Did Minnesota get the results it wanted from the “Quality Compensation,” or Q-Comp, pay-for- performance system for teachers?
Unfortunately, it’s hard to tell, but one thing is clear: Lawmakers and education leaders shouldn’t miss an opportunity to learn from the Q-Comp experience as the state prepares to implement a new teacher-evaluation system that will be mandatory statewide.
According to a Pioneer Press analysis, of the more than 10,000 Twin Cities educators who participate in Q-Comp, 99 percent received some type of performance pay last year. Teachers received an average bonus of $1,864 in the 17 metro districts that use Q-Comp.
About a third of the state’s school districts participate in the voluntary program with a budget of $76 million this fiscal year. Participating districts and charter schools are eligible to receive additional revenue of up to $260 per student.
When former Gov. Tim Pawlenty created Q-Comp in 2005, it was hailed as a ground-breaking effort to hold teachers more accountable and reward excellence, the Pioneer Press’ Christopher Magan reported.
He noted that Alice Seagren, then state education commissioner, agrees the current system is not what Pawlenty and lawmakers initially intended. “But she thinks it has positive impacts, which she hopes will continue to evolve.”
The program was the subject of a legislative auditor’s report in 2009 that said there wasn’t sufficient data to determine the impact of Q-Comp on student
achievement. The report said the program’s voluntary nature makes it difficult to draw conclusions about its effectiveness and that it’s difficult to “disentangle the effects of Q-Comp on student achievement from other initiatives in a school. Any changes in student standardized test scores could be due partly or entirely to the effects of other programs.”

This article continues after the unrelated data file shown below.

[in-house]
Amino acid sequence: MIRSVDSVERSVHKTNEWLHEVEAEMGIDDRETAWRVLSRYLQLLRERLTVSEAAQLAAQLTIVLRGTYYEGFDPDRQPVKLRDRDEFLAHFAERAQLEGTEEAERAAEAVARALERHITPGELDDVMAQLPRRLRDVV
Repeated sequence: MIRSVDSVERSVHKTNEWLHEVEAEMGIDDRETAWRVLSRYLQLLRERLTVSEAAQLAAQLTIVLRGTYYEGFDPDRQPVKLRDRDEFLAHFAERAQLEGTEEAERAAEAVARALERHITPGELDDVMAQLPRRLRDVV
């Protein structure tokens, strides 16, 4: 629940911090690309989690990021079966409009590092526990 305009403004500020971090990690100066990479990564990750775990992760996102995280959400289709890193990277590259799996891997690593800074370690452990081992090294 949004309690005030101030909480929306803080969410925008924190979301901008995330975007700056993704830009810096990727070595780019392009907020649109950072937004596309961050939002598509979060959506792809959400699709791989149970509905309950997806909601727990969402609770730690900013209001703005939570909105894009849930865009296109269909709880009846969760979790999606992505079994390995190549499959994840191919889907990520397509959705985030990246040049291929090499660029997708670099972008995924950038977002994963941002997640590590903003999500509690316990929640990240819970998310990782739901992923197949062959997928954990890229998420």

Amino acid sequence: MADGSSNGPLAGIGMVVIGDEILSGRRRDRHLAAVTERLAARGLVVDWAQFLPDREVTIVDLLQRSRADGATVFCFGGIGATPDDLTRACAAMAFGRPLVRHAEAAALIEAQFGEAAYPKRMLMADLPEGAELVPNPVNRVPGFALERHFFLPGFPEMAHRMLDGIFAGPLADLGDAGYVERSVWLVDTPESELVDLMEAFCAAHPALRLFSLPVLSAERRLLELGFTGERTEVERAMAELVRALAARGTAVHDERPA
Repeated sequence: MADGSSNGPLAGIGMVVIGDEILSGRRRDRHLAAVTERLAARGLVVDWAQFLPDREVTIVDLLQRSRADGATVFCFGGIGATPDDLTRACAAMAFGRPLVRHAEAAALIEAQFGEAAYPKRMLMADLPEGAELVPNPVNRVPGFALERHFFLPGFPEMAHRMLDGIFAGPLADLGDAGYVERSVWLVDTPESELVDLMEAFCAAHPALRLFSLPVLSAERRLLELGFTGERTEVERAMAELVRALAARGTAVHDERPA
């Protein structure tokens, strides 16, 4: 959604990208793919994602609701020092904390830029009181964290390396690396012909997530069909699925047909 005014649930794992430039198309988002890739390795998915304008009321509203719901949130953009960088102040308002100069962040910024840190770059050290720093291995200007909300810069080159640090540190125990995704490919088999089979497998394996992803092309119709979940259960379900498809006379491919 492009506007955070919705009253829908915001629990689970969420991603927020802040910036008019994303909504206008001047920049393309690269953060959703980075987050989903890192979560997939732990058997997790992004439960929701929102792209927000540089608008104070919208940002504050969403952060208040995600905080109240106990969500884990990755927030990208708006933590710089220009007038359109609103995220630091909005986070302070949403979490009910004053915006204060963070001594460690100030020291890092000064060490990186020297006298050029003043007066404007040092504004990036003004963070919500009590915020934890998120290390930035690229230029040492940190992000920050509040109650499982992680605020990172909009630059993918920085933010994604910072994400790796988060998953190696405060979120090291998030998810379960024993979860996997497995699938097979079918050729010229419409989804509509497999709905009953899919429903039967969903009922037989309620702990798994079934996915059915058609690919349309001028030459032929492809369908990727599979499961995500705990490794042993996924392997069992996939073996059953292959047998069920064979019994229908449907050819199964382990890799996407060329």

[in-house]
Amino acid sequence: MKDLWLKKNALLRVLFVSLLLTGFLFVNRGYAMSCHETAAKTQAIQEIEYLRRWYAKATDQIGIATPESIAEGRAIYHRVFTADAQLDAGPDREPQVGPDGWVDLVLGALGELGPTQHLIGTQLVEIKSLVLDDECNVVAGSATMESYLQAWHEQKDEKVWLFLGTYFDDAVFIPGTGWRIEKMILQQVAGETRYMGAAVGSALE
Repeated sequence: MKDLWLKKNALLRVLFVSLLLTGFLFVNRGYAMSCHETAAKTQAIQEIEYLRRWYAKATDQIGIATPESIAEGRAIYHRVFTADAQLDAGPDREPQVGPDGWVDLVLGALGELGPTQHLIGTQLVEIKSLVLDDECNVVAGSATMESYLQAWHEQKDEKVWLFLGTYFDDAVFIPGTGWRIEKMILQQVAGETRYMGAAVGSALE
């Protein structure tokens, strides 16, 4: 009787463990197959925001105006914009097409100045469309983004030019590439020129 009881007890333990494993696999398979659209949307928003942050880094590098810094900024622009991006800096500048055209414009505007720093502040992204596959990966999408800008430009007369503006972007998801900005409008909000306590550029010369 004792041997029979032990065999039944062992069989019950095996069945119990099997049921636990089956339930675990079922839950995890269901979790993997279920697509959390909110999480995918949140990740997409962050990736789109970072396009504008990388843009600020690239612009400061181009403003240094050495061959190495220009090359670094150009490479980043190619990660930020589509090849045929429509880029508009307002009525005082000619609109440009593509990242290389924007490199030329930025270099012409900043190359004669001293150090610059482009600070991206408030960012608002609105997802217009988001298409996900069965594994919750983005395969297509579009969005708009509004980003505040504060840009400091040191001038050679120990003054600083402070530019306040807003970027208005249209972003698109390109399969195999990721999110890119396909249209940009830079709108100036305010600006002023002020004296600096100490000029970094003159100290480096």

That said, there’s praise, in particular, for Q-Comp as a driver of professional development for teachers.
Q-Comp “is a process to strengthen and improve the teaching corps and elevate the teaching profession,” said Kathy Saltzman, state director of the education-reform advocacy group StudentsFirst, and a former legislator. “When done right, it provides meaningful professional development and recognition for teachers, and that’s good for kids.”
When a district sets up a Q-Comp plan, when teachers have input and when 99 percent accomplish the objectives, “I don’t see what’s wrong,” said Tom King, a retired St. Paul teacher and administrator. Their effort is a “testament to improving your teaching.”
Joe Nathan, director of the Center for School Change, told us it’s more beneficial to reward teachers “as a group for progress in a school.” Rewards should come for “sharing their best ideas to help each other, rather than competing with each other.”
Incorporating student results as a component of a teacher’s evaluation remains the subject of debate, although Minnesota’s new system will require that 35 percent of an evaluation be based on student achievement.
“I have an abiding concern with movements here in Minnesota and nationally that tie teacher bonus compensation to standardized tests,” King told us. “It’s a terrible mistake, and a real deflection of time on task teachers have to work with kids.”
Test scores, he said, offer no definitive feedback on how to help kids with their learning. “What does 67th percentile mean?,” he asked. “It’s not helpful with kids, and it’s not helpful for teachers.”
But the achievement gap between white students and their peers of color “is real,” Saltzman said. “Until we recognize and accept it, how can we ignore test results? We need to see where kids are failing — and where are we failing kids.”
With time running short in the current session, Saltzman suggests that a legislative working group prepare recommendations for next year on how Q-Comp and the new system could align.
By all means, let’s use what we’ve learned with Q-Comp, but let’s also be sure — when we ask, years later, if it worked — that we have a better answer than “it’s hard to tell.”